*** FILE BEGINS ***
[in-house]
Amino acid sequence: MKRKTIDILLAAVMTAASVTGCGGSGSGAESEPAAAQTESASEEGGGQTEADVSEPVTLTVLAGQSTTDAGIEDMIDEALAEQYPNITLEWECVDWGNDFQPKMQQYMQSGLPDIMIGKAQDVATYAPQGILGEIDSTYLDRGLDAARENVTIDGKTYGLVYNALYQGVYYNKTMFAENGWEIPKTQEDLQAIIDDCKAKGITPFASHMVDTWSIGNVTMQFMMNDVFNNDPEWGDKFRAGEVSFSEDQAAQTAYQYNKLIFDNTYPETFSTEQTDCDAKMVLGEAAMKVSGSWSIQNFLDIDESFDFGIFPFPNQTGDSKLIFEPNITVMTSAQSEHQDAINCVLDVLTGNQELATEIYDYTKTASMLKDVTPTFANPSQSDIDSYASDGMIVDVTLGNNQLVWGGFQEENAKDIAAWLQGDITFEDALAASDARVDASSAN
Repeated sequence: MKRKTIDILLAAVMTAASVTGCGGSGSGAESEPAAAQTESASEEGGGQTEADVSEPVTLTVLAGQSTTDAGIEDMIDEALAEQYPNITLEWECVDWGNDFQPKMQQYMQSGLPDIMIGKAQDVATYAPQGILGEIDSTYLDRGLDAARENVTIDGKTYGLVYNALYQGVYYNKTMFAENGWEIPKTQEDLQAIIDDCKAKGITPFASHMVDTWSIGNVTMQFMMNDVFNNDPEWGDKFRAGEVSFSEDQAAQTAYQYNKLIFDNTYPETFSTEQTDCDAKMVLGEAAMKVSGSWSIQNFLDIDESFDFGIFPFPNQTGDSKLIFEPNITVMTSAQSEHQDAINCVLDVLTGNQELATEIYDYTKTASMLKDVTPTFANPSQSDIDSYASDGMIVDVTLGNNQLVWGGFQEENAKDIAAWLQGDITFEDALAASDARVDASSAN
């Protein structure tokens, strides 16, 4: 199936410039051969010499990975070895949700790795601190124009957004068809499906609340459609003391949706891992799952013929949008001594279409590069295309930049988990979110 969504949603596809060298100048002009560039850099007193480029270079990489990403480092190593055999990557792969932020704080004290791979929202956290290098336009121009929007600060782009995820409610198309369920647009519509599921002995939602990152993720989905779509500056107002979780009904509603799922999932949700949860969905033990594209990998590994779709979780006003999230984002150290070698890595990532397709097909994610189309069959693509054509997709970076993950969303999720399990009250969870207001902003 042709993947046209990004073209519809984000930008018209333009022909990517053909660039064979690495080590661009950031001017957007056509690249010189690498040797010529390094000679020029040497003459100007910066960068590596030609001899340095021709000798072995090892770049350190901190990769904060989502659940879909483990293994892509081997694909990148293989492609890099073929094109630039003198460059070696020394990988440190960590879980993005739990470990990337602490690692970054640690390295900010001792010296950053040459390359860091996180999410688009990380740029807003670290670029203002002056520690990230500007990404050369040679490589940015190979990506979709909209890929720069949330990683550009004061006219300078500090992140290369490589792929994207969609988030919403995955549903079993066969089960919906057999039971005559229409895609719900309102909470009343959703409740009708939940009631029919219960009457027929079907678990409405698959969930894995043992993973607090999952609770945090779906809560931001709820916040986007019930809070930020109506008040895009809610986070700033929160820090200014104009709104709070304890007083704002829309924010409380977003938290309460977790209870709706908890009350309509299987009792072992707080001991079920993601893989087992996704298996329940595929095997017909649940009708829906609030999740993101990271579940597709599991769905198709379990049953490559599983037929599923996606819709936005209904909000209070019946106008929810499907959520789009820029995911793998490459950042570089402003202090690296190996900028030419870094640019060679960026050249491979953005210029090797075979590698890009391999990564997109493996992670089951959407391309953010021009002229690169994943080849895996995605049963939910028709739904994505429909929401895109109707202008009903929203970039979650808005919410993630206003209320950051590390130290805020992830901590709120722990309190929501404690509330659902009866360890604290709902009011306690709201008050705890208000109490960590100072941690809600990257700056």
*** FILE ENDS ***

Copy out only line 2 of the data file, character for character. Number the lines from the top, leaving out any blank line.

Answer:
Amino acid sequence: MKRKTIDILLAAVMTAASVTGCGGSGSGAESEPAAAQTESASEEGGGQTEADVSEPVTLTVLAGQSTTDAGIEDMIDEALAEQYPNITLEWECVDWGNDFQPKMQQYMQSGLPDIMIGKAQDVATYAPQGILGEIDSTYLDRGLDAARENVTIDGKTYGLVYNALYQGVYYNKTMFAENGWEIPKTQEDLQAIIDDCKAKGITPFASHMVDTWSIGNVTMQFMMNDVFNNDPEWGDKFRAGEVSFSEDQAAQTAYQYNKLIFDNTYPETFSTEQTDCDAKMVLGEAAMKVSGSWSIQNFLDIDESFDFGIFPFPNQTGDSKLIFEPNITVMTSAQSEHQDAINCVLDVLTGNQELATEIYDYTKTASMLKDVTPTFANPSQSDIDSYASDGMIVDVTLGNNQLVWGGFQEENAKDIAAWLQGDITFEDALAASDARVDASSAN